This article is a look into my time at the ancient city of Chinguetti, Mauritania. My incredible journey, including stowing away on the iron ore train, was the cover story of the latest issue of Vagabundo Magazine. If you haven’t yet, I really think you should pick it up. The story, if I do say myself, is fascinating and the rest of the issue is packed with great travel stories and photography.
“Is there internet in Chinguetti?” I ask my nomad guide, Lilame.
“No, not yet,” he says with a tone of pride in his voice. “We’ve only had power for a couple of years.”
A grin creeps its way across my face as I realize that I have an excuse to put the work that I’ve been so consumed in down for a little while. I have a hard time pulling myself away from what’s happening online, and I worry sometimes that it gets in the way of my actual travels. For a day or two, at least, this should be nice.
“This is your room,” Lilame says as he points to a barren cement space with a mat on the floor. “You can sleep in there, in the garden, or up on the terrace. It’s up to you, whatever you want. This is your home now; you are most welcome to ever bit of its space.”
I toss my bag down on my bed and hike up to the terrace. The ancient city of Chinguetti is the 7th holiest city of Islam, and a powerful piece to the past of the once busy caravan route from Northern Africa to Mali. This was home to brilliant scholars, teachers of traditional Islam, and traders alike. Today, it still feels as if I have turned back the sands of time and have found myself with the past itself.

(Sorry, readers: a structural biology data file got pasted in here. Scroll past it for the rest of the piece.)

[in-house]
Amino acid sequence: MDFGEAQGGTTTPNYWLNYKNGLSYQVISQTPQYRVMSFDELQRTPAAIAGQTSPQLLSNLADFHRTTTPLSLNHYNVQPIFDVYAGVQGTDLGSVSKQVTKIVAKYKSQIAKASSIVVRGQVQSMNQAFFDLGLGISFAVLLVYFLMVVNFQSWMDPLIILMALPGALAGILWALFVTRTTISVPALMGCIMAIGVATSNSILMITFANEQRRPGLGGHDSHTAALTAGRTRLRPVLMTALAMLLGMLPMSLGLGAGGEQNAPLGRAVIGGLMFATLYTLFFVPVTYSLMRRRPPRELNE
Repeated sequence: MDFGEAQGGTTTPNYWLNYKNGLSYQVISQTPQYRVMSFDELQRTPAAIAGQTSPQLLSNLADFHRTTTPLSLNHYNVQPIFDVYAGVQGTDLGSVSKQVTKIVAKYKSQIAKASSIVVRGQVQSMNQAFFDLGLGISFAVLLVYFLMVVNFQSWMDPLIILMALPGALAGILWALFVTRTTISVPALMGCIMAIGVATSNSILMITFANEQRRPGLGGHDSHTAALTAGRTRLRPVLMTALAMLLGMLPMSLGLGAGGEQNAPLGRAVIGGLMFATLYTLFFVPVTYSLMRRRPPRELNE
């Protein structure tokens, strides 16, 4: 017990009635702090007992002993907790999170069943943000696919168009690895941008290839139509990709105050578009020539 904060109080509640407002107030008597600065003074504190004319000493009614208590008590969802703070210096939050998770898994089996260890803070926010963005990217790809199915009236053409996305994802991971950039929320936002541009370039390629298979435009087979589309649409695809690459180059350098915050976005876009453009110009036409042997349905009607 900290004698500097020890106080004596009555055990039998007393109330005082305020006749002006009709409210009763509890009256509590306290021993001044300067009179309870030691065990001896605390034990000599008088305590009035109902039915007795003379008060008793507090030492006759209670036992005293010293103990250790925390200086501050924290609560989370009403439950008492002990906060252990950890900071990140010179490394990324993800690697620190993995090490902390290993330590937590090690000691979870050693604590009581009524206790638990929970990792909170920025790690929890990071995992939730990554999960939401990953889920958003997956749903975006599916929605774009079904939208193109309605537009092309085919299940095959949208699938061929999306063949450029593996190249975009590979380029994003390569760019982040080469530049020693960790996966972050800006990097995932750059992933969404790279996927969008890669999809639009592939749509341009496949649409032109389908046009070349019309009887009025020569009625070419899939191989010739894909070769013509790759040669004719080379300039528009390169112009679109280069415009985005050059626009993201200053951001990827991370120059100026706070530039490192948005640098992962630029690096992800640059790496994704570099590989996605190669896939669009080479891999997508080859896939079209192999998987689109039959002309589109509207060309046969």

Out in the sand gully that divides town into two pieces, a caravan of camels strolls in calling out displeasure at their owners. The old mosque begins to sound, as the call for prayer rings out throughout the city. Turbaned men wearing brown leather sandals tie the camels to palm trees before kneeling down in the desert for their midday prayers.
As the sun begins to lower in the deep blue sky, I set my eyes out on the desert and the stories of an ancient mosque found in the sands. I can’t help but go and search for it.
The desert sand is so soft and fine that I have trouble walking in my flip-flops, so I decide to go barefoot despite the fact that there are snakes and scorpions hiding in the sand. After a couple of kilometers – my supply of water running thin – I can see the old mosque built into the wall of a sand dune. It is one of the most beautiful sights I have ever seen.
I hike up the highest dune nearby and look out on the view below as the sun sets behind the mosque. I breathe in a deep and peaceful breathe of air and exhale in satisfaction. It’s moments like this that make travel so special to me. The feeling that you have discovered something few others have seen. A moment at peace with the world with whom you are surrounded so neatly.
Before the sun fully crests over the horizon I head back to the base of the dunes so I don’t lose myself out here for the night and continue my walk home.
At home, I pull my mat up onto the roof terrace and squeeze myself into my sleeping bag. I look up at the stars in sheer amazement. The Milky Way forcefully creates a trail across the heart of the sky, a couple shooting stars stream through the seams, and the moon itself begins to appear over the horizon.
Out here in Chinguetti, they might not have internet yet, but they have peace; and right now that peace is exactly what I need. Never in my life have I ever felt such a combined feeling of peace and harmony with the world. And, hopefully, I can bring that sense back with me to the modern world when I return to it.